Despite Latest Efforts by Union, Few Striking N.J. Dyers Go Back
NEW YORK -- Only a handful of the nearly 700 Amalgamated Clothing & Textile Workers Union members locked out by 11 New Jersey dyeing and finishing firms returned to work last week, following a union plan to settle the long-pending...
NEW YORK -- Only a handful of the nearly 700 Amalgamated Clothing & Textile Workers Union members locked out by 11 New Jersey dyeing and finishing firms returned to work last week, following a union plan to settle the long-pending dispute.
Kurt Edelman, a union organizer, said only about 20 have gone back to work, "with no more than two or three returning to any one plant."
The remaining workers have been put on a "recall list" and will be called back "as the situation warrants," said Bruce McMoran, a counsel for CP Associates, the management group representing 10 of the plants. One firm, Poughkeepsie Finishing, is independent.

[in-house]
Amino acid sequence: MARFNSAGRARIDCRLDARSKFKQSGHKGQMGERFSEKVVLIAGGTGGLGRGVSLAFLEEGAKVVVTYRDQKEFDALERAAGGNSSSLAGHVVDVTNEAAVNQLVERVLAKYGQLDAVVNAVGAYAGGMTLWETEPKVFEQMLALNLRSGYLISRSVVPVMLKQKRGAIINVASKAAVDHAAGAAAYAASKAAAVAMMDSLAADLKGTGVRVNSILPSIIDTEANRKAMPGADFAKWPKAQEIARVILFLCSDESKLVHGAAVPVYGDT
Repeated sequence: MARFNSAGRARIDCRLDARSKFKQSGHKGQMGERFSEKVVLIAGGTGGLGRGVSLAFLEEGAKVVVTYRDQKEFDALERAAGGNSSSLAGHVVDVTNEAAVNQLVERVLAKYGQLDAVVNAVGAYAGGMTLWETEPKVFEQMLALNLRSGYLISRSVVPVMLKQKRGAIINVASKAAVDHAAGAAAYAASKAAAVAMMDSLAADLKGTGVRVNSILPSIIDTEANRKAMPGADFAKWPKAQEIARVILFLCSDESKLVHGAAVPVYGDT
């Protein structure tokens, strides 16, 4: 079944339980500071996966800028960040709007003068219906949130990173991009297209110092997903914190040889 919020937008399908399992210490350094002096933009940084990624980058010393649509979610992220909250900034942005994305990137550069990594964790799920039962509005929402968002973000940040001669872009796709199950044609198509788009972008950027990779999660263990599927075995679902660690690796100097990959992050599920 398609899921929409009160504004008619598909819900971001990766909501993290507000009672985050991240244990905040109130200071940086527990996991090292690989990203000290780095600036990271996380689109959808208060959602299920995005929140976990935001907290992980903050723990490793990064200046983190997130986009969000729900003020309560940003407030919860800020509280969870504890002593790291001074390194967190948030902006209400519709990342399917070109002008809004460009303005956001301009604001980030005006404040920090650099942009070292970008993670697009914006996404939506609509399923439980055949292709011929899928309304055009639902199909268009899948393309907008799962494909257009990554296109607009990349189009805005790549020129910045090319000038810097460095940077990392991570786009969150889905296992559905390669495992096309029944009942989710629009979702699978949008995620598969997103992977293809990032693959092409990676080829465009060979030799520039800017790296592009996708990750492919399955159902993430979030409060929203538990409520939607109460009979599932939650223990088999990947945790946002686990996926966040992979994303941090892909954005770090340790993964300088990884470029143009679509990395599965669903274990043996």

As reported, the union a week ago said it would send its members back under terms proposed by management during contract talks in September. Once workers are back on the job, talks for a new contract would resume, according to the union plan.
Both sides said they have made minimal progress in talks during the past few weeks. The main obstacle continues to be replacement workers, hired by management during the course of the lockout.
In December, the plants rejected a proposal by State Labor Commissioner Raymond Bramucci, closing the doors to the union workers, who voted to accept the pact and end an eight-week strike. About 700 other workers returned to work at 10 other plants.
"This is an absolutely terrible decision for the industry, as well as for the workers," Edelman said. "The quality and delivery have not been up to par with the plants using replacement workers, and the industry is going to suffer a terrible blow. The employers have chosen to reject our offer, which was made in good faith, and is thumbing their noses at us. It's a terribly short-sighted decision."
"We are taking people back, but there just aren't a lot of openings right now," said McMoran. "The union feels it is doing what is right, and so are we."
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